Satellites & Aerial Photos

Satellite Image


The satellite image used here is from 1993 Thematic Mapper Satellite Images. Several images are placed together in a mosaic to make one image, with the edges smoothed digitally by the graphic cartographer. The map was obtained from the LDEQ, and USGS. These agencies prepared the map by:

1) Georectifying it: giving it a scale and orienting it to known reference points (latitude and longitude).

2) Classifying it: making all similar areas on land have a similar colors on the map. For example all the agricultural fields are one color and all of the urban areas another color.

This website makes use of the image through the work of geographic information systems personnel at the South Central Planning and Development Commission who digitally cut out the area within the Barataria-Terrebonne watershed and superimposed smaller watershed boundaries on the image.



The piece of the image above is from the Barataria Basin. It shows forested areas in green, water in colors ranging from blue to black and marsh in gray to green. While these seem very realistic, an urban area across the Mississippi River from New Orleans is shown in the top center of the image above. Notice it is pink to silver. Urban areas tend to be silver in this image and agricultural fields are generally pink.

Look closely at this image to see how much detail it shows versus the aerial photos. Which shows more detail?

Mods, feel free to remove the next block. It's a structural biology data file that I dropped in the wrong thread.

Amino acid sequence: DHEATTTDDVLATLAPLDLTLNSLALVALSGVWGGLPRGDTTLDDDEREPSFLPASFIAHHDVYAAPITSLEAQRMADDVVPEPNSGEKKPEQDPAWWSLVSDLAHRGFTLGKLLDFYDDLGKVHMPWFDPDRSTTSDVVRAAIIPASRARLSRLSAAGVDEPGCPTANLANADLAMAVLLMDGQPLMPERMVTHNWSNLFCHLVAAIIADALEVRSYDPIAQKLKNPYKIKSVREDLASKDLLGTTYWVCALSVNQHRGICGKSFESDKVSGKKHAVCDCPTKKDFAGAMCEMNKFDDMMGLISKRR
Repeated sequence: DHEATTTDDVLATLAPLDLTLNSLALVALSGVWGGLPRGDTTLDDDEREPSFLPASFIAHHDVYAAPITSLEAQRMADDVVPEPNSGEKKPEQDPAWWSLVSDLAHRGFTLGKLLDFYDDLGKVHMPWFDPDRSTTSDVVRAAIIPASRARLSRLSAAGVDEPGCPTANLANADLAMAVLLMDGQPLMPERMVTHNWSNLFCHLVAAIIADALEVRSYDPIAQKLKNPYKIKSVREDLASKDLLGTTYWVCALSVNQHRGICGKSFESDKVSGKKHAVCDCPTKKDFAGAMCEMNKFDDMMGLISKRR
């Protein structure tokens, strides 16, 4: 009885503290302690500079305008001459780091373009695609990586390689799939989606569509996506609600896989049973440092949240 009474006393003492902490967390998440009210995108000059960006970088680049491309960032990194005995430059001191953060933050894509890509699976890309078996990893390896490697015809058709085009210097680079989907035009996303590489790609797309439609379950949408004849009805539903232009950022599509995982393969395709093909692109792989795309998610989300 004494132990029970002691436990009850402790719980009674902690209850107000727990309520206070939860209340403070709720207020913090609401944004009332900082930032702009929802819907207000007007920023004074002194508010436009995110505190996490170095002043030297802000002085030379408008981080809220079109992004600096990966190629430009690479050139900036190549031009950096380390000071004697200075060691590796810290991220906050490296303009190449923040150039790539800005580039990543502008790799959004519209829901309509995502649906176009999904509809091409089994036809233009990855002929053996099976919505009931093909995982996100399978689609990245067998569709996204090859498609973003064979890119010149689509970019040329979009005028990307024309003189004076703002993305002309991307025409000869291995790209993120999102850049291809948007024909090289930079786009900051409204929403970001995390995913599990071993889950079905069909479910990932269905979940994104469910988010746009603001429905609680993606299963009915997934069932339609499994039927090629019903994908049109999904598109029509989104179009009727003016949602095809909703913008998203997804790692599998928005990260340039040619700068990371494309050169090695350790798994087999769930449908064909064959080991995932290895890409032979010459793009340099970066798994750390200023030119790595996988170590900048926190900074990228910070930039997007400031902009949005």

Aerial Photos


The aerial photos used in this web site are not actually even aerial photos - they are digital orthophoto quarter quadrangles, or more simply DOQQs. DOQQs are different from aerial photographs in that they are Georectified to remove distortions and add scale. The scale of each DOQQs used on this web site is shown on the image.

The source of the DOQQs is the US Geological Survey. Click here to find out more about DOQQs of this area and other area:

As with the Satellite Image, the DOQQs were cut to the outlines of specific small watersheds in Barataria and Terrebonne Basins by the geographic information systems personnel at South Central Planning and Development Commission.




Many of the features you can see on the DOQQs show natural features and evidence of human activity. Sometimes you can see evidence of activity that can lead to pollution.

For example, natural features in the image above left include an ox bow lake parallel to ridges (highlands) and swales (lowlands) and the occasional linear lake. Forested areas are green. Human-made features in this image are primarily agricultural fields, which are various shades of pink. Another human feature in this image is an industrial plant, which has ponds for cooling or pollution control.

Above right the natural features include freshwater marshes, marsh ponds, and a small area of forested wetland (pink). Human-made features include canals dredged for access into the marsh, probably for oil and gas production.

Features to look for on all images include: roads, canals (very straight, linear bodies of water), agricultural fields (adjoining squares or rectangles in shades of green and pink), urban areas tiny adjoining, industrial areas, roads and canals. Sometimes you can see square water bodies: These may be 1) marshes that were surrounded with levees for agricultural use, and that later subsided (sank) from lack of sediment input; 2) industrial plant pollution control or cooling ponds; 3) city sewage treatment. Sometimes the city sewage treatment has circular water bodies.

© BTNEP: Barataria Terrebonne National Est all Rights Reserved